When it comes to the topic of gender and shopping, the accepted stereotype is that women love it and men hate it. Seeing the poor guy at the mall sitting in an overstuffed armchair by the escalator while his girlfriend tries on the fifteenth dress of the day only helps instill this idea in our minds. Of course it can’t be denied that there are men who love to shop, who change their wardrobes with the season and buy the newest electronic toy as soon as it hits the market. This poses the question: Are men, in their own unique way, just as addicted to shopping as women?
Elayne Boosler quips, “When women are depressed they either eat or go shopping. Men invade another country.” This generalization dates back to the 1940s when women were expected to tend to the house while men worked. Shopping was historically considered a woman’s role and the acceptance of traditional gender roles have only increased the stereotype. The founder of WomenCertified, Delia Passi says that it comes down to a simple fact: by nature, men are hunters and women are gatherers. She concludes by saying that, usually, a woman is delighted in the process of shopping, where a man desires a less involved shopping experience that just allows him to get what he wants.
Sort of. Researchers at The Wharton School of Business found that women spend more time shopping but actually spend less money overall because the shopping experience (i.e. trying on clothes and comparing prices) is what is really enjoyable. On the other hand, men are on a mission to get a job done. Men don’t shop as frequently, but when they do, they will spend more money in one trip on big purchases like expensive electronics and car accessories. For instance, according to a recent National Retail Federation survey, 40% of male Black Friday shoppers bought high-ticket electronic items, while female shoppers spent around $300 on CDs and books.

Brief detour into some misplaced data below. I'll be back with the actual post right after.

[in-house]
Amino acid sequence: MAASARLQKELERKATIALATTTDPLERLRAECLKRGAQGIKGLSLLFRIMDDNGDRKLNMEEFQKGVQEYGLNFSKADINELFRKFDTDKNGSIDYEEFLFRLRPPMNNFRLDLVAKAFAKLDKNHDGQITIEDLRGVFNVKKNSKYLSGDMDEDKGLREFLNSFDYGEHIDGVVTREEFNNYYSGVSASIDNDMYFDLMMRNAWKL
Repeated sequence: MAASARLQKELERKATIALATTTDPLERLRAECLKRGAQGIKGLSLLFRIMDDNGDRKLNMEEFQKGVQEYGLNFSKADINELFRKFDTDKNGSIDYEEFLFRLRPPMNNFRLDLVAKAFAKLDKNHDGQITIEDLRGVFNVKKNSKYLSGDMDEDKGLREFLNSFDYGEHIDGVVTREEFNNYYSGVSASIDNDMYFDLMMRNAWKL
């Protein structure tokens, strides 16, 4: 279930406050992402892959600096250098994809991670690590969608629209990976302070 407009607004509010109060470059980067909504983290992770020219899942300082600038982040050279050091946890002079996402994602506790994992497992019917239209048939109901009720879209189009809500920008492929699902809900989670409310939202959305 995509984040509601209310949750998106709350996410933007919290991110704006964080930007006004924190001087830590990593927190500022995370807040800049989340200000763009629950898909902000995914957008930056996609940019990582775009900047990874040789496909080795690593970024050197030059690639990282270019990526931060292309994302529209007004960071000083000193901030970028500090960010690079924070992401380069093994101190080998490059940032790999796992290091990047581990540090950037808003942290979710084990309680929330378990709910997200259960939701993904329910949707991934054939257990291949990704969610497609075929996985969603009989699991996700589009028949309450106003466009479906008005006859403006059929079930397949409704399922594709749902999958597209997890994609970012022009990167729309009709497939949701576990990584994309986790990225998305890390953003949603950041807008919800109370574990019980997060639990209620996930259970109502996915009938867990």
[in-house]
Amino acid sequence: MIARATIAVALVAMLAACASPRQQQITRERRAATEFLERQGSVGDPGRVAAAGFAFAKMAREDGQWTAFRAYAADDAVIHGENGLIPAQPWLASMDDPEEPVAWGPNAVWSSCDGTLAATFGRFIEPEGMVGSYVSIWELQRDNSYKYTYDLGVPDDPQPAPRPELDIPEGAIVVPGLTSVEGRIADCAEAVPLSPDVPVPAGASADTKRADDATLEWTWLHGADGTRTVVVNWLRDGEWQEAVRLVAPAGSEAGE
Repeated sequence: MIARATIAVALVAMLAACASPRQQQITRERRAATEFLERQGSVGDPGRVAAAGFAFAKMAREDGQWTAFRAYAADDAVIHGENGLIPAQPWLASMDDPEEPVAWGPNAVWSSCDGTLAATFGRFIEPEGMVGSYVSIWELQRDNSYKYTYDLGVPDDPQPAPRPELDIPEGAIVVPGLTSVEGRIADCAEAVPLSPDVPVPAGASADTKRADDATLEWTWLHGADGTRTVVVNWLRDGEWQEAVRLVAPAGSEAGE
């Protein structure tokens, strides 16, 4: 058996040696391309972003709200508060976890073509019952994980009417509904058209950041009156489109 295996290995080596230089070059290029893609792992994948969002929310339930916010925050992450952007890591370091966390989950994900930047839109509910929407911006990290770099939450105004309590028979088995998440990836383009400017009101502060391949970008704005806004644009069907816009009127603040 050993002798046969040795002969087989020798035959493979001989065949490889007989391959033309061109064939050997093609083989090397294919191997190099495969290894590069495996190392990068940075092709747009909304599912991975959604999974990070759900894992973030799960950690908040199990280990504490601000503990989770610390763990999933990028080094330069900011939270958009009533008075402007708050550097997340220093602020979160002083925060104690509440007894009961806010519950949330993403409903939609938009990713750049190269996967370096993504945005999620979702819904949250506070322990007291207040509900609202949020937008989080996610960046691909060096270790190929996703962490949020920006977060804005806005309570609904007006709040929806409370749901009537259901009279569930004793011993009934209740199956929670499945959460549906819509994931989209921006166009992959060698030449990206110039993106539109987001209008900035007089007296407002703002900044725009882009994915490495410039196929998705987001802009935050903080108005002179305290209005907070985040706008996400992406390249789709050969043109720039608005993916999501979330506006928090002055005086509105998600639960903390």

So is the blanket generalization that women shop more than men true or false? It seems to be both. In one sense, it’s true that women shop more frequently than men do, but sometimes they leave empty handed if they are price-shopping or simply shopping for the experience. But the stereotype doesn’t hold when we look at what is spent. Men actually spend more money when they do go shopping, as infrequent as the actual shopping experience may be.
The male shopper tops the spending lists in several categories. For example, the Consumer Electronics Association found that men outspend women in annual consumer electronic purchases by nearly 50%. This study reveals that, on average, men drop $908 a year while women spend only $558 a year on electronics. Also, supporting consumer electronic category findings is the above-mentioned National Retail Federation survey, which also showed men outspending women by 38.1% during Black Friday sales. On average, men spent $420.37 on consumer electronics on Black Friday, compared to female shoppers who spent only $304.30.
Another category in which men spend more, according to Marshall Cohen (chief industry analyst at the NPD Group), is business attire. According to Citing, an astounding 3 out of 4 men shopped for their own clothes in 2006! The ‘GQ Marketing to Men’ section of the newsletter notes that this is a far cry from 2001 when women, not men, made 70% of clothing item purchases. The Wall Street Journal adds staggering statistics: there has been a 44% increase since 1995 in men shopping for their own clothes. Driving male-spending home, the NPD Group admits that a surprising 21.5% of men are willing to spend money on designer jeans, compared to only 18.9% of women.